Knitting & Purling, Crashing & Burning

IMG_0820It’s been 15 months since we left New Jersey to move to Florida, 4 months since we left Florida to move in Vermont, where we currently live. Long story. I have not established a routine yet, every day has to be figured out, not a bad thing and a far cry from the mediocre existence I was floating in at a job that started off great 28 years ago but ended up a casualty to politics. As John Katz writes on his blog, Bedlam Farm, “…stasis and complacency are just a benign form of suicide.”

Last month, a friend I have not seen in twenty years came for a visit. She introduced me to the surprisingly addictive hobby of knitting. I’ve been fumbling with it since, spent hours YouTubing videos on knitting and purling, yarn-overs, then tried my new skills on knitting a pair of wristies to see something REAL, and not endless practice rows. I used the cheapest yarn I could find for my maiden voyage into garter and stockinette stiches but no matter what I did, the first two rows came out a row of curly knots. I cut my losses, cast on three more times only to knit myself more rows of scrambled yarn. Screw this, I can’t knit, I said to myself, and threw my little project against the wall where it poofed to the floor, still slung on its needle.

If I had known taking a chance and leaving my job and home would have been as hard as it has been, I would not have done it. Period. There, I said it. (All those memes about leaping, faith, dreams coming true!) I should have come up with a better plan, I should have been better organized in my decision-making, I should have gone to therapy.

I picked up the rejected knitting needle, pulled the cheap yarn off, cast around for a different project. Something totally different, I thought, start over. I vowed to keep going with it no matter what kind of mistakes I made, whether I gained or lost a stitch, whether the pattern got skewed, I swore I would finish it, even if it was full of mistakes, I would…will…make this work. It may not look the way I expected it to, it may not be as pretty as the picture, it may even be unrecognizable to anyone but me, but so help me, I was going to get this sucker done.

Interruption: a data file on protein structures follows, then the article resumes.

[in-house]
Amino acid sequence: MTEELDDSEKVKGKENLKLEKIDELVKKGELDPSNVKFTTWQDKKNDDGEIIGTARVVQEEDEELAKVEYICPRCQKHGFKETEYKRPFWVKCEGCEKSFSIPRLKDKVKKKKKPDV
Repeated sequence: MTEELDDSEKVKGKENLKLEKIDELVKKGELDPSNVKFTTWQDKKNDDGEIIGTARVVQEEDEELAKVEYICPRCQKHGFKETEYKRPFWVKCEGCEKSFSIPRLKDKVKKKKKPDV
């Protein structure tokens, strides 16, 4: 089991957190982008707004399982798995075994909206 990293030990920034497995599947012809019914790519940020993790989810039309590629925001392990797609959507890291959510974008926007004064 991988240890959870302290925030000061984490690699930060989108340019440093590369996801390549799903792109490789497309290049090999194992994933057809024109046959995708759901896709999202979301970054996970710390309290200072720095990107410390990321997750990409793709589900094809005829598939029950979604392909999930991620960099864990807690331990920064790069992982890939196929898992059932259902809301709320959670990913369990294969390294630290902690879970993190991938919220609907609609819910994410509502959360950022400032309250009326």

The thing was…is…the one clear thought that pushed me off my pedestal of professional mediocrity, was knowing I could do better, be better, there is more to me than marching from one day to the next waiting until Medicare kicks in. I am not sure who that someone is, but I would rather crash and burn and die trying than slide silently into my grave, retired at last.

The thing is…I did crash and burn. Some friends faded away, one went up in a puff of deceit, some stuck around but kept their distance, not quite knowing what to do with the nut in the corner. But the skies opened and new people arrived in my life, a dog trainer now soulmate partner, a dear friend from long ago showed up on my doorstep, acquaintances stepped forward into real friendship.

I got a third of the way through my new knitting project and realized I had missed a section of the instructions that would minimize the pattern. I could keep going and let the pattern fade or rip out a bunch of rows to try and fix it, taking the chance that I could ruin the entire thing. I had no idea how to drag a knitted piece off its needle, pull some of it apart, then thread it back on again and keep going. I could wreck everything I had done so far and I wanted to have a finished piece. But I also wanted the whole pattern, I wanted the best part to show. So I pulled it apart, the stitches sprang from their moorings, leaving a ragged row that had to be lifted back onto the needle in a sequence that made sense. It was touchy work, I held my breath a few times. The yarn is a bit ragged now, a little loopy in that section but it all went back on the needle, one way or another. I keep knitting and purling, the pattern is becoming clear again.

 

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One Response to Knitting & Purling, Crashing & Burning

  1. Pat says:

    Great work and great lesson for all!

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